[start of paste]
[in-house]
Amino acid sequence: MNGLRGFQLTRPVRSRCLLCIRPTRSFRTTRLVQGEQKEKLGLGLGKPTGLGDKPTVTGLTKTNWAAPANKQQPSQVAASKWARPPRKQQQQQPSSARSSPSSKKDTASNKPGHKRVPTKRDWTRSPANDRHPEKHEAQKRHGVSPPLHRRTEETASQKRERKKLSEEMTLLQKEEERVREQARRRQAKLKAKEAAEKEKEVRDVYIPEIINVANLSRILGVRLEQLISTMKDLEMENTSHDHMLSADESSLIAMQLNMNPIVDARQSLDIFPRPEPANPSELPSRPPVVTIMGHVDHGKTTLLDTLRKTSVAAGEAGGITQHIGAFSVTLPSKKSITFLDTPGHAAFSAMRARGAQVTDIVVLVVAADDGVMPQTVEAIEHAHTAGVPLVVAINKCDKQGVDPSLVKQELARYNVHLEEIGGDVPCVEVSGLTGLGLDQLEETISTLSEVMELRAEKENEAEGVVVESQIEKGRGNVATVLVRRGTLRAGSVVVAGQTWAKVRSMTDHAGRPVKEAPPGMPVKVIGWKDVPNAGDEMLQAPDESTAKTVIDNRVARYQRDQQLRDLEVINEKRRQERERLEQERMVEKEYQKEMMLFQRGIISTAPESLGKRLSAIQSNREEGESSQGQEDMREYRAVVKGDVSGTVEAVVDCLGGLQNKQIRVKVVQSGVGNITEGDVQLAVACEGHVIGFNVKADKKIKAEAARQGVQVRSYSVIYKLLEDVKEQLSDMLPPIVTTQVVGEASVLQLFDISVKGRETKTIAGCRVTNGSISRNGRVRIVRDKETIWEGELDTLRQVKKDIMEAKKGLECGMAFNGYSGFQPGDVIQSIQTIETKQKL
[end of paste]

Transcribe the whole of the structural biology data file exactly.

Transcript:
[in-house]
Amino acid sequence: MNGLRGFQLTRPVRSRCLLCIRPTRSFRTTRLVQGEQKEKLGLGLGKPTGLGDKPTVTGLTKTNWAAPANKQQPSQVAASKWARPPRKQQQQQPSSARSSPSSKKDTASNKPGHKRVPTKRDWTRSPANDRHPEKHEAQKRHGVSPPLHRRTEETASQKRERKKLSEEMTLLQKEEERVREQARRRQAKLKAKEAAEKEKEVRDVYIPEIINVANLSRILGVRLEQLISTMKDLEMENTSHDHMLSADESSLIAMQLNMNPIVDARQSLDIFPRPEPANPSELPSRPPVVTIMGHVDHGKTTLLDTLRKTSVAAGEAGGITQHIGAFSVTLPSKKSITFLDTPGHAAFSAMRARGAQVTDIVVLVVAADDGVMPQTVEAIEHAHTAGVPLVVAINKCDKQGVDPSLVKQELARYNVHLEEIGGDVPCVEVSGLTGLGLDQLEETISTLSEVMELRAEKENEAEGVVVESQIEKGRGNVATVLVRRGTLRAGSVVVAGQTWAKVRSMTDHAGRPVKEAPPGMPVKVIGWKDVPNAGDEMLQAPDESTAKTVIDNRVARYQRDQQLRDLEVINEKRRQERERLEQERMVEKEYQKEMMLFQRGIISTAPESLGKRLSAIQSNREEGESSQGQEDMREYRAVVKGDVSGTVEAVVDCLGGLQNKQIRVKVVQSGVGNITEGDVQLAVACEGHVIGFNVKADKKIKAEAARQGVQVRSYSVIYKLLEDVKEQLSDMLPPIVTTQVVGEASVLQLFDISVKGRETKTIAGCRVTNGSISRNGRVRIVRDKETIWEGELDTLRQVKKDIMEAKKGLECGMAFNGYSGFQPGDVIQSIQTIETKQKL